In a post on her Facebook page, Zymet also said she was not “trying to bash my stepson or put this immense amount of guilt on him. … He feels terrible for what has happened and just wants others not to make the same mistake he did!”

On Monday, the White House announced that national security adviser Robert C. O’Brien had contracted the coronavirus. O’Brien probably caught the virus from his daughter, said chief economic adviser Larry Kudlow. No further details were available.

People in their 20s and 30s die of covid-19 in much smaller numbers than those 60 and older, and at first the death toll in the Sun Belt did not keep pace with infections. Now, however, epidemiologists’ prediction of a follow-up surge in fatalities is bearing out.

The question is why.

Experts note that younger people are disproportionately asymptomatic when they become infected, so some may not know they are bringing it home.

Peter Paige, chief medical officer for Miami’s Jackson Health System, said that a month ago, about 40% of the people hospitalized for COVID-19 in the system’s three facilities were 65 or older. Now that proportion has climbed to about 55%.

About 60% to 65% of the people now dying of COVID-19 are in that age range — a figure approaching the proportions of the early days of the pandemic, he said.

In Jackson’s emergency departments, meanwhile, 85% to 90% of COVID-19 patients are younger than 65, Paige said. Many do not need to be admitted.

“It appears there’s a lot more positivity coming in the younger population, but it seems like a lot of the deaths are coming in that high-risk population,” he said.

In recent days, the mayors of Miami, Miami-Dade County and Broward County said household transmission has become a critical factor in that area’s outbreak.

“I would tell our residents … that they should consider, particularly if they have a multigenerational household, wearing masks indoors at times … and also respecting social distance when they’re at home,” Republican Miami Mayor Francis Suarez said at a news conference last week.

Republican Miami-Dade County Mayor Carlos A. Giménez also urged people to distance themselves from family members who may carry the virus without seeming to be sick.

“Yes, I know it’s a sacrifice,” he said, “but do so because, again, just because it’s your son, or your daughter, or your cousin, or your mother, or your father, doesn’t mean they don’t have COVID.”

Recent research on household transmission is mixed. Researchers who studied household contacts in Guangzhou, China, in January and February estimated that close relatives living in the same home gave 12.4% of their family members the virus, according to research published last month in the journal Lancet Infectious Diseases.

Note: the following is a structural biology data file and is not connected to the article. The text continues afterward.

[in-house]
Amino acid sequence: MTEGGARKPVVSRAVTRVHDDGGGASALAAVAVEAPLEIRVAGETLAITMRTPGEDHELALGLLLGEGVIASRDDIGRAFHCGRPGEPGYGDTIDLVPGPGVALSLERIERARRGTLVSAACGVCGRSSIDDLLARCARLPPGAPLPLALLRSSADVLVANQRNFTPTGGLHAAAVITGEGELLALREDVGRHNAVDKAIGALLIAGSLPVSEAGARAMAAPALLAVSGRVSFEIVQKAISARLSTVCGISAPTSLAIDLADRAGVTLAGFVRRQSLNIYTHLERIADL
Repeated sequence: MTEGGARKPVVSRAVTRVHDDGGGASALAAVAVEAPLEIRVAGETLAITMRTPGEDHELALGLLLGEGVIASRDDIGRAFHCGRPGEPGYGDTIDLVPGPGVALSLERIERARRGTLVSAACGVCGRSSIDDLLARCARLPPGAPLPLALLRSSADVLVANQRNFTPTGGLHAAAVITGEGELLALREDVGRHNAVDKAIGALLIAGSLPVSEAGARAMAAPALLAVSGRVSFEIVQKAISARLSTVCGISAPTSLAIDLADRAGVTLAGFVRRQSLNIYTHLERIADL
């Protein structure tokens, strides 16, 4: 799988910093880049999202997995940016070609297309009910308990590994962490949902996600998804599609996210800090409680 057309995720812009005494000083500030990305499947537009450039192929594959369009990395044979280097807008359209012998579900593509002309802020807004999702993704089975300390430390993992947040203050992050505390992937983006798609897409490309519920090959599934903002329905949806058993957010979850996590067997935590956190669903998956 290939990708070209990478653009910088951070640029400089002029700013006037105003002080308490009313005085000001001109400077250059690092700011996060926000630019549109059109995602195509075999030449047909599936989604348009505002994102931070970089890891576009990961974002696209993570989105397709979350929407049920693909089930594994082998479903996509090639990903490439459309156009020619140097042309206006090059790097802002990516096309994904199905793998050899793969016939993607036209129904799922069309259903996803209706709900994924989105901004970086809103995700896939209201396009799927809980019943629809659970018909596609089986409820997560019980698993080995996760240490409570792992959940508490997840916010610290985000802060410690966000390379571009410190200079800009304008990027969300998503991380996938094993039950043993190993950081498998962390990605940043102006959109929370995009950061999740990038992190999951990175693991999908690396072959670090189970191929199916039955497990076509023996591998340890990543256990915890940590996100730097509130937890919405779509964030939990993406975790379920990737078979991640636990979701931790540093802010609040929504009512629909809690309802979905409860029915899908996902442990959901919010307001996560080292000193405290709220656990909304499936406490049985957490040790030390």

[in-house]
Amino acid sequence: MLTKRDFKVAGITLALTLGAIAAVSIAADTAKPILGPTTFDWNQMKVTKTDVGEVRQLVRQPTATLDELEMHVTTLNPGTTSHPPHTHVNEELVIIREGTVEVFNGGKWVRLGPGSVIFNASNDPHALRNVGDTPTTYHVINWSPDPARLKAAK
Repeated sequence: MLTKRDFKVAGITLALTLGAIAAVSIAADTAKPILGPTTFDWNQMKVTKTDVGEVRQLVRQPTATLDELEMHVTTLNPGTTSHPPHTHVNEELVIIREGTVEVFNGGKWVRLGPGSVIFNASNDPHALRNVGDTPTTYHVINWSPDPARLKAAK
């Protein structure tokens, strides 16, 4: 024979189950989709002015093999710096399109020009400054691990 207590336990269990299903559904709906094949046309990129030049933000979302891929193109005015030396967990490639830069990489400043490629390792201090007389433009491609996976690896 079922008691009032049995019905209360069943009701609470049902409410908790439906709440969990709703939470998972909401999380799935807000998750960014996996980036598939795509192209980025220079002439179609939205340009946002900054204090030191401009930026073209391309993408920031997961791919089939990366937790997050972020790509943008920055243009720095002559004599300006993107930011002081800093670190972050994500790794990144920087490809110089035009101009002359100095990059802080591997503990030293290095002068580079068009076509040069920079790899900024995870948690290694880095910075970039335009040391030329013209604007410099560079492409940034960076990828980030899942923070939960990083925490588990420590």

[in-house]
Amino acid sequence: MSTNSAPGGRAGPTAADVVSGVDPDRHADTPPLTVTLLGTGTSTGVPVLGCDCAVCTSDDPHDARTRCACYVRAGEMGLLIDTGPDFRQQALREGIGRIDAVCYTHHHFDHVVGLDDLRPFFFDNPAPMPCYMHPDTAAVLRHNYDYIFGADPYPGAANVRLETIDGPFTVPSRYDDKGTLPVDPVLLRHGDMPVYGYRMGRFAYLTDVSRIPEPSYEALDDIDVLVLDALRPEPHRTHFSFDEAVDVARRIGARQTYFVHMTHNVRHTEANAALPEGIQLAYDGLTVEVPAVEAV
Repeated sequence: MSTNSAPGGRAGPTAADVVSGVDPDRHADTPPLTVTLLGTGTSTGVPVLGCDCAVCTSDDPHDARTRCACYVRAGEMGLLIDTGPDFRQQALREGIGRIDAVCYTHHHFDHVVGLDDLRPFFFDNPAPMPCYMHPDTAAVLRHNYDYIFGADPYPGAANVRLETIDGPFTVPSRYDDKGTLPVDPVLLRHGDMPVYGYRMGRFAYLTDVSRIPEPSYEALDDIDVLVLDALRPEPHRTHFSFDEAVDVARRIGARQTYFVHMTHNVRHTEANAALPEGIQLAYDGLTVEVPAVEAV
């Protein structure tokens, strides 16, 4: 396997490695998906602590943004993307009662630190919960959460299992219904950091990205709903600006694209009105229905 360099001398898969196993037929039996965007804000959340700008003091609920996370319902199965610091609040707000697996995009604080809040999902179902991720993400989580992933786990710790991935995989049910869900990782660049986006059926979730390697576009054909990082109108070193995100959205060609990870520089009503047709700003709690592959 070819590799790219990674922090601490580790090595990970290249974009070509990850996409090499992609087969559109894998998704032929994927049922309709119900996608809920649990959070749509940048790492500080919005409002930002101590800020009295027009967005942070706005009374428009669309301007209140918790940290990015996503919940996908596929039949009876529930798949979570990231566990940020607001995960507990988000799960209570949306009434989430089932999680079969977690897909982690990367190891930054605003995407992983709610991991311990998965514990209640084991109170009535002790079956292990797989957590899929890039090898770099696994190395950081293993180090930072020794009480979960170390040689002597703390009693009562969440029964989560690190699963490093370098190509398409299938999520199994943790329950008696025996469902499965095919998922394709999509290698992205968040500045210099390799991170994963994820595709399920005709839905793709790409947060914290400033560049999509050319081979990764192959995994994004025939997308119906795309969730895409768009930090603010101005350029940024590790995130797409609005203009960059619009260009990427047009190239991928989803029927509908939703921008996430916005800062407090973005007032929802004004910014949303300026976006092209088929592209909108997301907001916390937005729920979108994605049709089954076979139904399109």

But a separate statistical analysis of eight European countries earlier this month in the journal Proceedings of the National Academy of Sciences found no conclusive evidence that intergenerational relationships affected the spread or severity of the pandemic in those places.

In Tennessee, data analyzed by John Graves, an associate professor of health policy at Vanderbilt University School of Medicine, showed an increase in infections among young adults in the Nashville and Memphis areas. Graves attributed the surge to that age group returning to downtown bars as the shutdown eased and, later, to Fourth of July gatherings.

Now the data is starting to indicate that older adults are also becoming infected.

“What that is suggestive of is that initial seeding is now starting to spread to older generations,” he said.

The trend is not universal. In Los Angeles, which is experiencing a huge growth in cases, the outbreak still appears to be concentrated among younger adults, said Neha Nanda, medical director of infection prevention and antimicrobial stewardship at Keck Medicine of USC.

The median age of people admitted to area hospitals during the first surge was about 60, while this time it is between 35 and 40, she said. Many young adults with COVID-19 are sent home from emergency departments and testing sites because their symptoms are mild, she said.

“I think it’s not happening as of yet,” Nanda said of older adults showing up at hospitals. “I would not exclude that possibility.”

California nevertheless set a record for deaths two days in a row last week, including 159 on Friday.